Title: An Insight Into Bird Behaviour
Author: Duncan Butchart
Upon seeing a bird, the first thing that a birdwatcher usually asks is: "What species is it?" But how many ask the next question:"What is the bird doing?" In some cases, the answer to the second question may actually provide a clue to the bird's identity.
But at any rate, interpreting what a bird is doing and how it is interacting with its environment, is invariably much more
interesting than simply naming it.
In simple terms, behaviour is the way in which an animal acts in order to ensure its survival. For example, the way in which
birds respond to a predator has an immediate bearing on their existence. Individuals which react quickly stand a chance of
escaping and going on to breed. This is all part of the 'weeding-out' process of natural selection, as behaviour which enhances
the survival and success of the species is preferentially handed on to subsequent generations. Naturally, the way in which a
particular species behaves is the result of a long history of evolutionary development.
Innate or learned?
Although most of what a bird does is genetically determined, most species show considerable learning ability. Nest building,
flight, mate recognition and other behaviours are innate and consequently inflexible but, throughout their lives, birds pick up
information about the environment and modify aspects of their behaviour accordingly. Young eagles often tackle prey which is
too large for them and learn to avoid such dangerous quarry in later years (if they survive!), while mature eagles get to know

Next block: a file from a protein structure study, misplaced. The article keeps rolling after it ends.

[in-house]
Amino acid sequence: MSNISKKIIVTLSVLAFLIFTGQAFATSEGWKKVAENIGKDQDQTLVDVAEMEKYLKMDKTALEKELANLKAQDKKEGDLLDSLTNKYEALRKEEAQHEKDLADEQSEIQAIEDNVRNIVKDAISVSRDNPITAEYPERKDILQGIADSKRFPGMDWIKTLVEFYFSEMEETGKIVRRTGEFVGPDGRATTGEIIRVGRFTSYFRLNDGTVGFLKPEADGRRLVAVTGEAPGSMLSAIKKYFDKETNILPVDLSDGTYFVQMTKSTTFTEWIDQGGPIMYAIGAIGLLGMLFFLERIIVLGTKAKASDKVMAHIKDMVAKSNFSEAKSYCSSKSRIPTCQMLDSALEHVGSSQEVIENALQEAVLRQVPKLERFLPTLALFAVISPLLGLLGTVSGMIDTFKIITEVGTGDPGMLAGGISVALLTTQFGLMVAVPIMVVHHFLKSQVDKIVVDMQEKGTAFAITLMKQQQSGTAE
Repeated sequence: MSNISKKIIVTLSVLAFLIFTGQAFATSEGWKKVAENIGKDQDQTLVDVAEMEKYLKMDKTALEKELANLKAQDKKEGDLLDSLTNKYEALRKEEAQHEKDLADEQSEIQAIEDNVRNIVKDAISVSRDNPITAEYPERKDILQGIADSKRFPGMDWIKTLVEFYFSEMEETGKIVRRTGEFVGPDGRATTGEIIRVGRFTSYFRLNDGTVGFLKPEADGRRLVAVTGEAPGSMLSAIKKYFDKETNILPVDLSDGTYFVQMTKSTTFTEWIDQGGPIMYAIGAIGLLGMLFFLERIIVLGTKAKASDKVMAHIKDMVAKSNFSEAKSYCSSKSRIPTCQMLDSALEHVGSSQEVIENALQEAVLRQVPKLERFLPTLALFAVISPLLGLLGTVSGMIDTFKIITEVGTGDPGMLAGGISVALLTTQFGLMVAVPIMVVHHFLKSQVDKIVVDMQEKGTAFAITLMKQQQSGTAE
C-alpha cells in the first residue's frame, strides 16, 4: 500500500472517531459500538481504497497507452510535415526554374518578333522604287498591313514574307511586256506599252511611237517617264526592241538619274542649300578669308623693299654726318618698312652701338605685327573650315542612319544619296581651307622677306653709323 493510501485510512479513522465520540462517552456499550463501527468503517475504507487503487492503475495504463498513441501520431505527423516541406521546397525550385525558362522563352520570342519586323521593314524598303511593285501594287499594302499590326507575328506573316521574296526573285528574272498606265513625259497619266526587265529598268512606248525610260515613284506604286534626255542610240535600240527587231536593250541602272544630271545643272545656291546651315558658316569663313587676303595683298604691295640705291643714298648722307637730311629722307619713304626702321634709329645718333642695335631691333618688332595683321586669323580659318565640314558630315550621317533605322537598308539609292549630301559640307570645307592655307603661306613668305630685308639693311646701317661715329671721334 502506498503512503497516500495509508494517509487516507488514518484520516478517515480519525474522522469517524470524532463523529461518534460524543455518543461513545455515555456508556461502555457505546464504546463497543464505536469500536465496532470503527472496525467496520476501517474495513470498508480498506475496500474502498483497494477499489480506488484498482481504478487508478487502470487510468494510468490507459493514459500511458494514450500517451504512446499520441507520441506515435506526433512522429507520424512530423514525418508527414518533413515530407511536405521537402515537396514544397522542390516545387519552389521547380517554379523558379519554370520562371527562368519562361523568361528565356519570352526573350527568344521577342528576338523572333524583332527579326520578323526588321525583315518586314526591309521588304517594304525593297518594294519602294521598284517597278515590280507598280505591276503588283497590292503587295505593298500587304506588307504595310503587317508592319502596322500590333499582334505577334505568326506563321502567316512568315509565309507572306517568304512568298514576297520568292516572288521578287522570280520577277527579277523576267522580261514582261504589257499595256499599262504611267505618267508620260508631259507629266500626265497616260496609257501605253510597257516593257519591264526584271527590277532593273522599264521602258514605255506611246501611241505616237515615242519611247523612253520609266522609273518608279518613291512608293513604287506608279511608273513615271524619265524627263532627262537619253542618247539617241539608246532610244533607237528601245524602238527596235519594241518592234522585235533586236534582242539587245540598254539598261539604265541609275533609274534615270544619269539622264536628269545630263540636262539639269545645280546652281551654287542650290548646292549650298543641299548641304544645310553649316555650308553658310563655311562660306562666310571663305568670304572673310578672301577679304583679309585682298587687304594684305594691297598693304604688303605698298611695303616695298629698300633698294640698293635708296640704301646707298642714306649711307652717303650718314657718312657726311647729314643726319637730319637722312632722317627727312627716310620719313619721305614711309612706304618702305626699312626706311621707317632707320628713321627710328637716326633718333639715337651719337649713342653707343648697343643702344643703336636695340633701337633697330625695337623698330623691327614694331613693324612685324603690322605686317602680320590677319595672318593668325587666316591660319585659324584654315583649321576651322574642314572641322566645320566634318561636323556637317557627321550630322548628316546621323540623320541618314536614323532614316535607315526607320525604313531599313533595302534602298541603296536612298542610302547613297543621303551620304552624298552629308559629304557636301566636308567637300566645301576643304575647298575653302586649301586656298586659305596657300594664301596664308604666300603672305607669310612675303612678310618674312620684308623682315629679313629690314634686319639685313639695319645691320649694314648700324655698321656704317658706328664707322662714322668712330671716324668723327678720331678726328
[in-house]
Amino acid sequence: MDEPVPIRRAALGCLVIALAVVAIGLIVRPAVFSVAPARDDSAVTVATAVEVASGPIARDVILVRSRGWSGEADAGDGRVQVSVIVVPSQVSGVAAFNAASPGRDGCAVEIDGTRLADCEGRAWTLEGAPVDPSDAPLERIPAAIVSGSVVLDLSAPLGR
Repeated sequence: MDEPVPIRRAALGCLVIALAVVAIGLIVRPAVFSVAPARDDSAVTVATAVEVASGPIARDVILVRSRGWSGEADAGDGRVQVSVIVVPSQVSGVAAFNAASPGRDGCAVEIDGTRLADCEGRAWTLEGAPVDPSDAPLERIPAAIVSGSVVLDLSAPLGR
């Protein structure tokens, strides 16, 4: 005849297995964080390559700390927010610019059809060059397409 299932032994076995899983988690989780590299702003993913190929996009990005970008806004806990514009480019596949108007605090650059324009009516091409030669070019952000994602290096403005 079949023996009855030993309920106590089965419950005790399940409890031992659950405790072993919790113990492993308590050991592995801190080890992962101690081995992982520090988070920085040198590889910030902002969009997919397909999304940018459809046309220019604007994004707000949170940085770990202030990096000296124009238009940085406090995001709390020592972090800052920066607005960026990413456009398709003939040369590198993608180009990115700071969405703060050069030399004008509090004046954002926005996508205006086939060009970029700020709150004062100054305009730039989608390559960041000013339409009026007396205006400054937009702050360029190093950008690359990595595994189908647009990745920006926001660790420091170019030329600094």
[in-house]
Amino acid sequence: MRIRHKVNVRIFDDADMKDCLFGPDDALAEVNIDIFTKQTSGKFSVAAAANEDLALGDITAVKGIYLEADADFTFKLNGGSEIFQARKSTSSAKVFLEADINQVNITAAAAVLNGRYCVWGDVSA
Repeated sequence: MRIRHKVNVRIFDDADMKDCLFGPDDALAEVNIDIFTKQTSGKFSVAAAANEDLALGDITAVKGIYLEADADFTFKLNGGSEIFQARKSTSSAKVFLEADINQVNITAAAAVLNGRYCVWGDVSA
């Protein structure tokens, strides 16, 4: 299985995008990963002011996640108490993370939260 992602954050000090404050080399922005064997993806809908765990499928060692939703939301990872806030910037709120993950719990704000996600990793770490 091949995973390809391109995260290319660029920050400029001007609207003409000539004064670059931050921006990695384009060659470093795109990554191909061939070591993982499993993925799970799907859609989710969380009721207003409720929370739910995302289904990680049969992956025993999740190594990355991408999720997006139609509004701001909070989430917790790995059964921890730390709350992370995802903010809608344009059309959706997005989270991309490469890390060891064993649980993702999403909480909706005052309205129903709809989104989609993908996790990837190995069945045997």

their home range intimately and this can improve their hunting success. There can be no doubt that aspects of migratory
routes are learned by young cranes, storks and other birds which follow adults on established flight routes.
The term 'behaviour' covers a wide variety of activities, and so it is useful to divide it into two categories. First, there is
self-maintenance behaviour such as feather care and feeding which keeps the individual in good shape while having relatively
little influence on other birds. Secondly, there is social behaviour which strongly influences the activities of other birds of
the same species.
Feather care is of crucial importance to birds. Although all birds moult once a year, individual feathers are frail and a
considerable amount of time is spent caring for them. Preening is the process where a bird straightens and smoothes its
feathers by nibbling and stroking. A bird uses its bill to effectively 'zip up' feathers by straightening out the barbules. Bathing
is another effective means of maintaining condition. Different birds bathe in different ways. Sparrows go about the task rather
gingerly, while robin-chats and thrushes splash themselves vigorously. Even waterbirds bathe and flamingos can be seen to
gather at freshwater inlets in their otherwise saline lake habitats. Where water is scarce, birds simply make use of dust, and
some birds such as mousebirds and bee-eaters actually prefer dust to water. Although it may seem strange, dust particles
serve to absorb sticky plant resins or juices.
Another means of feather care is the removal of external parasites and this may be accomplished by basking in the sun, with
feathers raised to expose bare skin. Another possible means of controlling mites, lice and other parasites is called 'anting', a
behaviour whereby a bird picks up ants and places them in its foliage or simply lies down among ants near an active mound.
The theory is that the ants spray formic acid which repels the parasites, but this requires further research.